Thursday, 30 July 2009


From The Times:-

Recycling Your Rubbish Correctly Could Earn £150 a Year

Householders will earn up to £150 a year from recycling their rubbish under a scheme designed to reward those who put waste in the correct bins.

Which also means that it's a tax. All those £150s have to come from the tax payer, so if you don't do it, you'll be paying in to pay for those £150s and getting nothing back.

Microchips will be installed on wheelie bins, which will be scanned and weighed automatically as they are emptied into refuse lorries.

Councils will issue rewards based on the weight of recyclable waste collected from each home.

If they're going to weigh the amount of recyclable waste, isn't that then an incentive to get more recyclable waste? So, next time you go shopping, you'll ask for some bags which you can stuff into the box to get your weight up.

Some of the plastics will go to a plastic recyling facility in Dagenham, East London. Initially, the rewards will be in the form of vouchers redeemable at local shops. At a later stage, authorities may introduce cash payments or discounts on council tax bills.

So, it's not only a tax, but a handy way to get money out of people's hands to subsidise local shops.

Householders will be able to track their recycling levels and rewards online.

You can bet that's going to work well and be reasonably priced.

Boris Johnson, the Mayor of London, is holding talks with six boroughs that are interested in taking part in the trials. He believes that offering rewards will be much more effective than fines in reducing the amount of waste going to landfill.

Jesus. Offering a reward for good behaviour is exactly the same thing as fining someone for bad behaviour in a tax system. Each of those "good behaviour" rewards has to be paid for by the tax payer. So if you're not getting a "good behaviour" reward, then you are effectively being punished.

To keep the numbers simple... if you have 1000 households in a village, and 500 of them recycle then you need £75,000 to pay for the rewards. Which means that on average, a household has to pay in £75.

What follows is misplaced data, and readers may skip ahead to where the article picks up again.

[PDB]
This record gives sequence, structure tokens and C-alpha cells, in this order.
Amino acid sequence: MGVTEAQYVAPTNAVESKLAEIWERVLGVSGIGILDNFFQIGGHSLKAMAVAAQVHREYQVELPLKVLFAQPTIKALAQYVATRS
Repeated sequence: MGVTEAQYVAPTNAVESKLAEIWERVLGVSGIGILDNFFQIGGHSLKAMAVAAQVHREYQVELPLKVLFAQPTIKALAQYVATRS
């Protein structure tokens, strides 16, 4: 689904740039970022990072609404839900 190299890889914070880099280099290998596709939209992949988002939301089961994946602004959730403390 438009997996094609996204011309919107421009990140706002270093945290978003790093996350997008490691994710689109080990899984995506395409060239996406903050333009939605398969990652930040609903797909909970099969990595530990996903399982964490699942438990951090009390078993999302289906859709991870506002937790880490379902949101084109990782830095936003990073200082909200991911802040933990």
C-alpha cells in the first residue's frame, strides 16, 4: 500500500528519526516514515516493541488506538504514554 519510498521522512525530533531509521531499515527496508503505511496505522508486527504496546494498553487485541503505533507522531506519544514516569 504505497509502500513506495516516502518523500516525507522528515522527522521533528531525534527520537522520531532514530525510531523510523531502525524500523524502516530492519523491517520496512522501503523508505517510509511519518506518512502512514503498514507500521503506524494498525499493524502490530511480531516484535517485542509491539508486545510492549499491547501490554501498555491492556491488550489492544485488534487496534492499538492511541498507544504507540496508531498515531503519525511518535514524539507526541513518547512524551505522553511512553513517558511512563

So, if you get the "good behaviour" reward, you paid in £75 and got £150. If you don't get the "good behaviour" reward, you paid in £75 and got £0. So, for not doing the "good behaviour" activity, you lose out by £75.

Isabel Dedring, the mayor’s environment adviser, said that the vouchers would be provided by retailers and local businesses, which would benefit from increased trade.

She said that councils were also likely to pass on to households some of the savings they will make from sending less waste to landfill sites. The landfill tax will rise to £48 a tonne next year, up from £40 a tonne this year.

Or alternatively, we could just leave the EU and get all of it back.

Last month the Royal Borough of Windsor and Maidenhead began a reward scheme under which householders receive points, which can be converted into retail vouchers, every time they leave out their garden waste wheelie bin. The points earned do not yet vary according to weight, but the total amount of garden waste collected has still risen sharply.

Applying any effort to recycling garden waste is just stupid. Drop it on a landfill and it will breakdown very quickly. I'd suggest that this is purely about avoiding the stupid landfill tax.

Look, the amount of space required for landfill is trivial.

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